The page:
What a monumental accomplishment for those of us on our journey of grief. Whether this past Christmas was the first or the twelfth holiday without our loved one, getting through the holidays is difficult. The memories of family traditions. That year you received ‘the BEST Christmas gift ever’…or just that feeling of being all alone while everyone else is feeling so festive. It’s tough to navigate the holidays. Depending on what stage in the process we find ourselves, we are often ill-prepared for that wave of grief that might catch us off guard. A scent, a moment of wonder or that favorite Christmas carol can send us into a tailspin quicker than a patch of black ice!
When I counsel folks on the journey of grief during the holidays, I like to prepare them ahead of time. Getting ready for Thanksgiving can be a chore when we feel as though we have little to be thankful for. It helps to acknowledge the blessings that are still available to us. Our surviving family members or close friends can help to ease that feeling of utter loneliness. It can also be helpful to devote time helping neighbors, friends of the elderly in our community. Those that are also struggling or may be less fortunate than we are. A sense of humanity toward others can assuage a sense of hopelessness. We can benefit from the experience of gratitude from those around us that may be suffering as well.
Acknowledging long-standing traditions can be painful. Try a slight alternative of those things that were part of your annual holiday celebration. I have shared stories with others on their journey that have successfully traveled the path through the holidays. Include memorial moments during their holiday observances. Setting a place at the Thanksgiving table. Talking about fond or funny moments during past celebrations. Give a gift from your loved one that might have special meaning to someone. Keep their presence involved during the exchange of presents with others.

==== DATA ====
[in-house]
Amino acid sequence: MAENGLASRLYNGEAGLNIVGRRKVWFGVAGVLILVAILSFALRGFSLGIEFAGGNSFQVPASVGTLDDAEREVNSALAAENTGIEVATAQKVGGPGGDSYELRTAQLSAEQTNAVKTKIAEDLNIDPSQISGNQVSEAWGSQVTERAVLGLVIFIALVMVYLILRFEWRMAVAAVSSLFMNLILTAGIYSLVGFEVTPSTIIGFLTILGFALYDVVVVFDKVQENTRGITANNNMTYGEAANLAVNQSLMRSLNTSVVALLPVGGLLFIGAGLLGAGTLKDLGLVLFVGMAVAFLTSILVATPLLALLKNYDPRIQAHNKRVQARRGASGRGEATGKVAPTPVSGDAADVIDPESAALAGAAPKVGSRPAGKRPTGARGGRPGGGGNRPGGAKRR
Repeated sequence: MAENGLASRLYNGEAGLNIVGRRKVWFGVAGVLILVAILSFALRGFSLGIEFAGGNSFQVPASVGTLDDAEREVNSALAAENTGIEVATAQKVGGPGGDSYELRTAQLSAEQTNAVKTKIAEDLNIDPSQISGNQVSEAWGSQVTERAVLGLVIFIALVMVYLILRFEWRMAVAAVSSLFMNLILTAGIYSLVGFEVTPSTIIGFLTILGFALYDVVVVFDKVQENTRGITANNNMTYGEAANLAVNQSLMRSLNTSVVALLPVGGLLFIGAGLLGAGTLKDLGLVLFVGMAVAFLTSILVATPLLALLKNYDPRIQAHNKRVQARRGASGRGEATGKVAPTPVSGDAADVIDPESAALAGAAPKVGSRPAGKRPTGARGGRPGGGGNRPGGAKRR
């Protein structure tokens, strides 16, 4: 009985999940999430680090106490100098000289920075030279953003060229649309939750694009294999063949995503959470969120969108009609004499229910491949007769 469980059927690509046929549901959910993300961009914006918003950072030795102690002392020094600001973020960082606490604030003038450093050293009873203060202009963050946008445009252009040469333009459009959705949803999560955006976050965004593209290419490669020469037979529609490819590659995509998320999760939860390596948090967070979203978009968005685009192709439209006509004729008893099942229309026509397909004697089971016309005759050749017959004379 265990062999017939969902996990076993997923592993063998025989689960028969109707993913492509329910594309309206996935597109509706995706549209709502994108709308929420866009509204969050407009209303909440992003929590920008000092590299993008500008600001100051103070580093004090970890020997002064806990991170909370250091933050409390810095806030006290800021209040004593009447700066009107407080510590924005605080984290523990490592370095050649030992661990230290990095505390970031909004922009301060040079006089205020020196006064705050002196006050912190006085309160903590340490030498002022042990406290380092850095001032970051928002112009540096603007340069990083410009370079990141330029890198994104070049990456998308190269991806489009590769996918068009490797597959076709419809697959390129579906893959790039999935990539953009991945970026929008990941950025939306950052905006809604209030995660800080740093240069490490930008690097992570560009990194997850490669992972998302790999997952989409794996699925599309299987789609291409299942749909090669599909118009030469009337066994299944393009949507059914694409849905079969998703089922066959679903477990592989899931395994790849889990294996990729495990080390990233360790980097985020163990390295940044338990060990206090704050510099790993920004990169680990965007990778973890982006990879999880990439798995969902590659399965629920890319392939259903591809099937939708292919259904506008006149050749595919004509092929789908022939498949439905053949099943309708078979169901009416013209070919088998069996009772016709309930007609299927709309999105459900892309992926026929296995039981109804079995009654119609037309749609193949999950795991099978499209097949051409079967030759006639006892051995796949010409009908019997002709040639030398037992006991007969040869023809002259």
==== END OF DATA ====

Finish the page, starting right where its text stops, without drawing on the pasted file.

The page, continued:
Above all else, share your feelings with those around you. It helps to express your feelings. It is also a relief to those around you by giving them a sense of awareness and direction. You offer them a sense of whatever your limitations might be. If you wish to include the memory of your loved one in conversation, speak their name. Have your moments of fond memory and inclusion. It gives those around you an opportunity to share how they are feeling as well. I have found that this conversation is best enjoyed with those folks that you have a strong sense of trust.
Prepare ahead of time for what you know will be achievable goals. It can give you the strength and confidence to continue a path toward healing. Knowing that your journey can only be traveled by you alone can be a frightening prospect. But planning ahead by including family, friends and familiar traditions around us can give you a sense of love and support, which is the greatest gift we can give ourselves during the holidays!